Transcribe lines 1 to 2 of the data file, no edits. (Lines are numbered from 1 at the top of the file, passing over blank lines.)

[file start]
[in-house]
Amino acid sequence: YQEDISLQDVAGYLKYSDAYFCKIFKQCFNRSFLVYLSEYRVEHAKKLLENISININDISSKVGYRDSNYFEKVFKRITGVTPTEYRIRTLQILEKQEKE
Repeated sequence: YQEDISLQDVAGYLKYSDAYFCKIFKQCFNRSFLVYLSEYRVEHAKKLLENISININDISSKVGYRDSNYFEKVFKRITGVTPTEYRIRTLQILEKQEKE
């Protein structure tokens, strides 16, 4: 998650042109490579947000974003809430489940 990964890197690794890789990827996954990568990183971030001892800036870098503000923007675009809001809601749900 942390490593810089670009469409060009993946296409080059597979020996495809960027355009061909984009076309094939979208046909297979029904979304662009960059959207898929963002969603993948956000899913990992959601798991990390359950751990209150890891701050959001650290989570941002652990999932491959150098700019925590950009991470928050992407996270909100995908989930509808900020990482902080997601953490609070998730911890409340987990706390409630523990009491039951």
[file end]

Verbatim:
[in-house]
Amino acid sequence: YQEDISLQDVAGYLKYSDAYFCKIFKQCFNRSFLVYLSEYRVEHAKKLLENISININDISSKVGYRDSNYFEKVFKRITGVTPTEYRIRTLQILEKQEKE